This time of year I spend a lot of time considering what the year that was told us, how the market will react, and — most importantly — what process lessons I can learn from the results. You never want to overreact to one data point, and in many ways each fantasy football season is just a single data point, particularly if you are thinking about things like draft strategies.
Several years ago, I wrote a wide-ranging, macro-level piece titled “Trends That Changed The Game In 2016 Are About To Change It Again” over at RotoViz. It was a piece where I threw in a lot of offseason research, and it got a good deal of positive feedback, and I think was pretty early on a lot of major trends we’ve since seen. As it turns out, one specific piece of feedback quoted a line from the conclusion that did an incredible job of summing up the crux of the article. I can’t recall who sent the tweet, but it emphasized how sharp the point was.
“Drafters almost always create themes out of last year’s most compelling stories — even when those stories do not reflect the most important trends — and they struggle to identify future shifts in style or opportunity in any meaningful way.”
The kicker: I didn’t write that.
Shawn Siegele is many things, and among them, he’s a very good editor. He took some time to work on that piece, and that’s a line he slipped in there to help wrap the argument up. I loved it when I saw it, and I got quite the kick out of that reaction. I wrote something like 2,000 words about all sorts of league-level trends that would surely impact fantasy football, and a reader looked at all those words and picked out the one sentence Shawn wrote as the single most useful point. Wouldn’t expect anything else.
But the sentence is so good I remember it almost verbatim several years later. Fantasy football is a game about a game, and that game is played in a league that is constantly changing. I have talked a lot about macro-level changes league-wide, and there’s time to talk about that kind of stuff going forward. But it’s very important to remember that 2020 was a single data point on a spectrum that has shifting constraints.
What I mean by that is if you look back to, say, 2010, the league was very different. Back then, the shotgun formation was not used anywhere close to how much it is today. Football Outsiders has some fantastic tables on that trend in this 2017 article, including the note that only one team in 2006 used the shotgun on a higher percentage of plays than the league’s lowest team in 2016.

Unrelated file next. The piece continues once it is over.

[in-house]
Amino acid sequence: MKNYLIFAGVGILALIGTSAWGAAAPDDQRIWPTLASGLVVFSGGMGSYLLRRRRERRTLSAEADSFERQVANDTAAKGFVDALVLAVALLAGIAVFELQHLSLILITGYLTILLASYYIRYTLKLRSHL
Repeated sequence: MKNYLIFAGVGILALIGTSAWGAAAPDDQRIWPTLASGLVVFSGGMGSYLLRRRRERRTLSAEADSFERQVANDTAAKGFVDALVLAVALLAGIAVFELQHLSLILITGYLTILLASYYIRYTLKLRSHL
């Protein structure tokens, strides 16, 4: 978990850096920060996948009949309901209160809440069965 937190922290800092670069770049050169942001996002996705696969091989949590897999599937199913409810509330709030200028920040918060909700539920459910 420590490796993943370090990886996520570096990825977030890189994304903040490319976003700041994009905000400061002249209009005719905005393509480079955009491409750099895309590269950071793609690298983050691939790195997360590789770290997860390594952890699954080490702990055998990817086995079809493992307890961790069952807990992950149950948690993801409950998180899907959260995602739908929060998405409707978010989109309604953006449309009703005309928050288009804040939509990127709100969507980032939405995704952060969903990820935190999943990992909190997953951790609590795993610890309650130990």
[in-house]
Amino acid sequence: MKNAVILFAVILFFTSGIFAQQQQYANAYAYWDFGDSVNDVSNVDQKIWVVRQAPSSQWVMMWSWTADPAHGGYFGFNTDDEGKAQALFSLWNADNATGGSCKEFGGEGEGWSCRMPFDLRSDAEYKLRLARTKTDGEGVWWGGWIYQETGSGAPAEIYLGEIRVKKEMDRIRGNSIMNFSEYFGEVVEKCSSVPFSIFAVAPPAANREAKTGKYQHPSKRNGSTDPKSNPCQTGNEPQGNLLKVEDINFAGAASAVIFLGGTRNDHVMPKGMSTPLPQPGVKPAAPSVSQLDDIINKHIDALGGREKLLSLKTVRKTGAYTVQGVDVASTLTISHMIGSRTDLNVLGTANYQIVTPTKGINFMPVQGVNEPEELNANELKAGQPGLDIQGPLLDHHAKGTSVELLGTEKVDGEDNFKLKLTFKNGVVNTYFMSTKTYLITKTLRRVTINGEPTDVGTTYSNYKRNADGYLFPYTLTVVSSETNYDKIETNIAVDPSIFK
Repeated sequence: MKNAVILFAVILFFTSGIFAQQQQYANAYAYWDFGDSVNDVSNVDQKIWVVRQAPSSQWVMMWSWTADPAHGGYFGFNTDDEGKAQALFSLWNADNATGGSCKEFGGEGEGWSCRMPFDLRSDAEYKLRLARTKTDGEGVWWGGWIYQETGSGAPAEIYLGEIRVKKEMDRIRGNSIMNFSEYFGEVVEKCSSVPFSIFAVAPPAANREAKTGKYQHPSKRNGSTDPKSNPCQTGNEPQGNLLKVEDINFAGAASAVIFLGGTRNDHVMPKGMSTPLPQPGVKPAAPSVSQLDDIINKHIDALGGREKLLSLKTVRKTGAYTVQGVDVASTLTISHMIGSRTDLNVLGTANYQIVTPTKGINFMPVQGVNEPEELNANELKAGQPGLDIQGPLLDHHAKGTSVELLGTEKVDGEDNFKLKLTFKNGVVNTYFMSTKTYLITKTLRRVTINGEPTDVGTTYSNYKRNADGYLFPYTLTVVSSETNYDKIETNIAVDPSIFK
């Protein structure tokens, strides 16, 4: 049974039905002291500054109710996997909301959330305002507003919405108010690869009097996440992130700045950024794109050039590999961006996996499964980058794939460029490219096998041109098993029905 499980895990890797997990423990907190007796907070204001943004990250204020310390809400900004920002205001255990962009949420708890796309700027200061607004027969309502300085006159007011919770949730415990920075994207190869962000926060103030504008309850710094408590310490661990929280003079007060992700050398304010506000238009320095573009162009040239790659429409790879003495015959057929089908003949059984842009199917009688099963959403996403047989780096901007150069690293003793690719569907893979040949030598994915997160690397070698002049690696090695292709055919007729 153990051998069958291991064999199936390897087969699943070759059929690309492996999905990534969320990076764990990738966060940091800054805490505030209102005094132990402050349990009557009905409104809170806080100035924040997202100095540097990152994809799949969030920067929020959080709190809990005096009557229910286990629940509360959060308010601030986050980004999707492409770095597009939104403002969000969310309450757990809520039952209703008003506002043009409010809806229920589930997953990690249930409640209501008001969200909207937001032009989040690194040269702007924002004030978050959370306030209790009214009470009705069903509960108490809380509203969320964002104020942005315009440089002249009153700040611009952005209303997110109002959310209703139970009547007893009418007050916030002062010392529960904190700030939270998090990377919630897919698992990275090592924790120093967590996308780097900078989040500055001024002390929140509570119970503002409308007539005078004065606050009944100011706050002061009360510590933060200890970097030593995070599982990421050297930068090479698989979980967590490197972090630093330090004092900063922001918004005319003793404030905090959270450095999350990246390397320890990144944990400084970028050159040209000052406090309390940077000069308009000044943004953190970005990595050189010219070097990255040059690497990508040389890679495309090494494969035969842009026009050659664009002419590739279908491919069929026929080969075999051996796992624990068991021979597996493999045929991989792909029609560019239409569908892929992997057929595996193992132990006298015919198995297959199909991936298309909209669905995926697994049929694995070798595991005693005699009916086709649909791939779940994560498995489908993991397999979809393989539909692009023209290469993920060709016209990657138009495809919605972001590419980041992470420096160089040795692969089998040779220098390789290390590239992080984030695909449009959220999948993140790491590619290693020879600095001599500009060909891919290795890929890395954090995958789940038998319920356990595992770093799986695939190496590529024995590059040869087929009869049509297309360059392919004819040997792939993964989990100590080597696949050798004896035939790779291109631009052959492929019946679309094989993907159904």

With increased shotgun formations came more three-wide sets, which impacted the concentration of target shares. More recent trends include increased use of motion leaguewide, and the easy receptions some players get on jet motion tip passes, plus a wider embrace of analytical concepts like early-down pass rate and going for fourth downs that have helped usher in a new era of increased scoring with an emphasis on the pass. This is all stuff I want to get a closer look at over the offseason.
As for running backs — unless you’re Derrick Henry, you aren’t seeing the types of workloads RBs once did. Henry finished with 378 rush attempts, and only Dalvin Cook was within 100 rushes of that number. Cook and Josh Jacobs were the only other two backs to carry the ball more than 250 times. Anyone who has done projections knows the 200-250 carry range is a very popular output for a team’s lead back, but there were only 10 backs in the league with over 200 rushes.
Some of that could have been related to the wild 2020 atmosphere with COVID-19 impacting player availability, among many other things. But the number of true workhorse backs in the NFL has been trending down for years, and that’s one trend that doesn’t seem likely to change.
These sorts of macro-level trends impact how we should analyze the results of the 2020 season, as we’re essentially trying to determine what is signal and what is noise. As the quote above notes, the average drafter is going to overreact to 2020’s trends. But to fully take advantage of that, we need to understand what we should have expected, and how far from the norm and especially the 2021 expectation those trends were.